Back in June this year I was in Sydney for the evening, just to attend a very special tasting. Veuve Cliquot cellar master Dominique Demarville, was in Australia to launch a very exciting new wine, Extra Brut Extra Old. This is a premium Non Vintage Champagne, made entirely from older Reserve Wines, and the first Extra Brut cuvée made by the house. Since Dominque started as the 10th Cellar master of Veuve Clicquot Ponsardin in 2009, he has been gradually improving the quality of the famous Yellow label by holding back a lot of top quality wine to increase their reserves. These add depth, complexity and richness. The idea behind this new cuvee, was to showcase the importance of those Reserve wines to the House. Extra Brut Extra Old is comprised entirely of Reserves spanning six vintages, 2010, 2009, 2008, 2006, 1996 and 1988. The Reserve Wines are all stored on their lees in a mix of Stainless Steel and Concrete vats, with the 1988 being the oldest still in their stocks, with only 50hl of this precious liquid remaining.

We were privileged enough to be able to taste all of the actual reserve wines that make up extra Brut Extra Old, and see how time gives a real concentration and creamy silky nature to these. Being a Pinot dominant house, we see that in 47% of the blend. 2009 Grand Cru Ay, 2006 Grand Cru Verzy and 1996 Loche sur Ource from the Cotes de bar. Then we have 27% Chardonnay, 2008 1er Cru Villers Marmery and 1988 Grand Cru Cramant. We finish with 26% Pinot Meunier which is all 2010 1er Cru Ville Dommange from the Montagne de Reims. The proportion of the two oldest wines is fairly small, there is just 1% of the 1988 Cramant in this blend. Trying the base wines you can see why, it had such a saline intensity up front, a real butter cream mid palate, and a powerful finish that still has strong acid. Dominique explained these older wines are like spices in a dish, you need just a touch or they overwhelm the flavour. But most surprising was just how fresh they still were.

Unlike any other Champagne this is then double aged, first the base wines are blended, and then aged together on their lees in vats for 3 years, up to 5% oak is used. They then go into bottle for 3 years of secondary fermentation and lees aging. At this stage the wine is produced with a lower pressure than usual, just 4.5 bars compared to the usual 6. This is to produce a very light effervescence, smaller and finer bubbles to emphasise the creaminess on the palate.  The wine was then disgorged in June of 2016, and given an Extra Brut dosage of just 3g/l, the lowest in the history of the house. Dominique explained that Extra But is a direct consequence of Extra Old, thus the name. Because of the richness of the older reserve wines, it requires much less sugar to keep the balance. He tried a number of different possibilities, from 5g/l all the ways down to zero dosage. He found too much sugar tended to cover the purity of the wine, and no sugar at all was too extreme, you lost some of the creaminess and silkiness of the texture.

The result of all this is a gorgeous wine of purity and finesse with a lot of complexity. Despite the name, Extra Brut Extra Old starts out very light and fresh, soft and creamy in the mouth before it builds in concentration and intensity as the older wines start to show. Finishing with just a hint of that salinity from the 1998 Cramant Chardonnay. This interesting and exciting Champagne is beautiful drinking now, but I believe also has a long life ahead, ten to fifteen years should be no problem in a good cellar.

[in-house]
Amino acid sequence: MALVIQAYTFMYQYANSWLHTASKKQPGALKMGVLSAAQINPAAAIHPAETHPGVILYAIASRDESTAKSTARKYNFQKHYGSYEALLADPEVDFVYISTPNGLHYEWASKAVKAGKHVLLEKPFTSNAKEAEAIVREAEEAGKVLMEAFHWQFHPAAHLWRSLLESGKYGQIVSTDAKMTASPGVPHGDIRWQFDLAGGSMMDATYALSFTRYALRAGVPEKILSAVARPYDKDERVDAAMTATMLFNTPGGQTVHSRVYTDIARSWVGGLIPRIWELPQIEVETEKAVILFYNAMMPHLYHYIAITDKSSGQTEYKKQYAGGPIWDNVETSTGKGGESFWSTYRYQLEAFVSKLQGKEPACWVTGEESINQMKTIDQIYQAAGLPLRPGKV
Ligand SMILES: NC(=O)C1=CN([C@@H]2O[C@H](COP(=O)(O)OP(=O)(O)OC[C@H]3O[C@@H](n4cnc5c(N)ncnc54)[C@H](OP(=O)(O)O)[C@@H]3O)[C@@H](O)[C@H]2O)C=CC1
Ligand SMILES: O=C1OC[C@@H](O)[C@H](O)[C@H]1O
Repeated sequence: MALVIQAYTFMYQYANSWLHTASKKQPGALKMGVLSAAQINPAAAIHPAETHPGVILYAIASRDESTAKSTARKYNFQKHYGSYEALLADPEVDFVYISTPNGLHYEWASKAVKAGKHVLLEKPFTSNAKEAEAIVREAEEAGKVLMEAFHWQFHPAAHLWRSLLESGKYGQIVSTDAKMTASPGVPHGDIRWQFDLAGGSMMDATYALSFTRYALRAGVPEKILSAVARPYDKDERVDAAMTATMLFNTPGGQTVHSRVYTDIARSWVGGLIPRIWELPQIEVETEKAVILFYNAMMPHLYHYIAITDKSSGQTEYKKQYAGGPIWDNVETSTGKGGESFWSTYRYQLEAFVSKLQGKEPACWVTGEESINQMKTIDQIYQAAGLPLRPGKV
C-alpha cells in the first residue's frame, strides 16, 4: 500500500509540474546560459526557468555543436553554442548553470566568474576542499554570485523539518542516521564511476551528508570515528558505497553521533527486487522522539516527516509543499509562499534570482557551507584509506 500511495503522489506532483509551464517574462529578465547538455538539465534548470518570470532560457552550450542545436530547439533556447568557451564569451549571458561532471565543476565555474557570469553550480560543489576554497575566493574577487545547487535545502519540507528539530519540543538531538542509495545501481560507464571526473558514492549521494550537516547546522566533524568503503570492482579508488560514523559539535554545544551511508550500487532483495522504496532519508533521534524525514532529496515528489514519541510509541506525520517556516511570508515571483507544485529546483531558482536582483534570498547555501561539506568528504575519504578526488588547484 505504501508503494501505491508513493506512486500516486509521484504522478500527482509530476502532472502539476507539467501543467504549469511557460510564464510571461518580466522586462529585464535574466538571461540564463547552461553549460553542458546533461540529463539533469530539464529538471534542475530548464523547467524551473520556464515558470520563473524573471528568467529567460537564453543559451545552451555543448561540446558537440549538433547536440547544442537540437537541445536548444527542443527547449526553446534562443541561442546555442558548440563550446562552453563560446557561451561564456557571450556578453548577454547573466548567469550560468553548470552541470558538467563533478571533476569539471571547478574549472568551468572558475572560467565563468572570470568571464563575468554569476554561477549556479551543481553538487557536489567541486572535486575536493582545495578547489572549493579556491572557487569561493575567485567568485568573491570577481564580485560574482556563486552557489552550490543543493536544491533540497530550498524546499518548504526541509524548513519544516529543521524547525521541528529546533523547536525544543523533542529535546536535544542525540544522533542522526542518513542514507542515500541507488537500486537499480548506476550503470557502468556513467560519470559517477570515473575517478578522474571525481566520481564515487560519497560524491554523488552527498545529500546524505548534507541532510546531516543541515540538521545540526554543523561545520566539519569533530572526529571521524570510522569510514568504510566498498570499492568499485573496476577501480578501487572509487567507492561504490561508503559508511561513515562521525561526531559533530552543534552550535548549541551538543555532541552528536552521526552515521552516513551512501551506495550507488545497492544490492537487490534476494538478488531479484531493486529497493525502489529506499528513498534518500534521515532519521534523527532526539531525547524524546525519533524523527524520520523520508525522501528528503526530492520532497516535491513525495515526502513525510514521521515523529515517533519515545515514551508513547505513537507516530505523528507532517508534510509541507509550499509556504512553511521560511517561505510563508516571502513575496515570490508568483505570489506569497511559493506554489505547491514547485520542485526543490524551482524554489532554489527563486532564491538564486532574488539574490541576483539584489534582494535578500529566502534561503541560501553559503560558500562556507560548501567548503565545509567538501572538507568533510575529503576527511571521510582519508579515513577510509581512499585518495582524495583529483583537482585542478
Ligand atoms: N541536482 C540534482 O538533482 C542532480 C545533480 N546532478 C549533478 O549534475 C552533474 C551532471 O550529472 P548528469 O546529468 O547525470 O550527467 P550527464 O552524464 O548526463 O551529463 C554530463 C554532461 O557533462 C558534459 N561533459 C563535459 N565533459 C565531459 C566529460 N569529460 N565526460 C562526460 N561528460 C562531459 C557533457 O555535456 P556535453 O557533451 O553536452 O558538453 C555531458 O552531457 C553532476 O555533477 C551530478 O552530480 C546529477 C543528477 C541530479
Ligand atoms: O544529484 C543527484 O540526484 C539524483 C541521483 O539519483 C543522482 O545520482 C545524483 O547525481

Trinity Hill | Homage 2014 – with John Hancock

Trinity Hill is an iconic New Zealand winery, the idea for which was formed in London in 1987. John Hancock was meeting in the restaurant Bleeding Heart, owned by Robert and Robyn Wilson. Over a bottle of John’s Morton Estate Chardonnay, the Wilson’s expressed their desire to produce their own world-class wines in the Hawkes Bay. John had already recognised the outstanding potential of the Gimblett Gravels district, and they began planting in 1993 on the barren former bed of the Ngaruroro River. Since those early days, this sub-region has become one of the most expensive and important wine growing areas in the country. We were lucky to have John himself here this week to talk us through that history, and taste their Black Label Gimblett Gravels wines from the 2014 vintage.

 The highlight of the evening was the two vintages of their flagship wine ‘Homage’. The 2014 has only just been bottled and will not be released until the end of the year. This was a real treat to be able to taste these two outstanding years side by side now. Homage was first produced in 2002, and is named as a tribute to the late Gerard Jaboulet of Domaine Paul Jaboulet Aine in France’s Rhone Valley. They produced one of the world’s greatest Syrah in the form of the famous ‘La Chapelle’ Hermitage. Gerard was also a great friend of Robert and Robyn Wilson and had hosted many legendary dinners at the Bleeding Heart. John Hancock also worked alongside Gerard at Jaboulet’s cellars during the 1996 harvest, and when he left was presented with cuttings of Syrah from the La Chapelle vineyard, and Viognier from Les Jumelles in Cote Rotie. It was these cuttings that formed the basis of the plantings that now make up Homage.

2013 and 2014 are arguably the finest back to back vintages Hawkes Bay has ever seen. I haven’t tried the 2013 since last year and it is now looking much more integrated, while the 2014 is still trying to find its feet. If you prefer rich opulence, then the 2014 is the wine for you; the 2013 is a little darker and harder in character, but both are outstanding wines. Unlike some of the other ‘super premium’ Hawkes Bay Syrah, I find Homage less polished and refined on release, it just takes a lot more time to settle down into itself. This is a wine that demands at least 10 years of cellaring to really show what’s it’s made of. It’s more brutish, edgier and has tons of character. A few years back John and I also hosted a tasting where we compared 4 vintages of ‘Homage’ directly with ‘La Chapelle’ and La Petite Chapelle and they really do have a very similar character. Time and vine age will only serve to improve what Trinity Hill is producing down there. I’ve got a number of bottles in my own cellar, and so should you.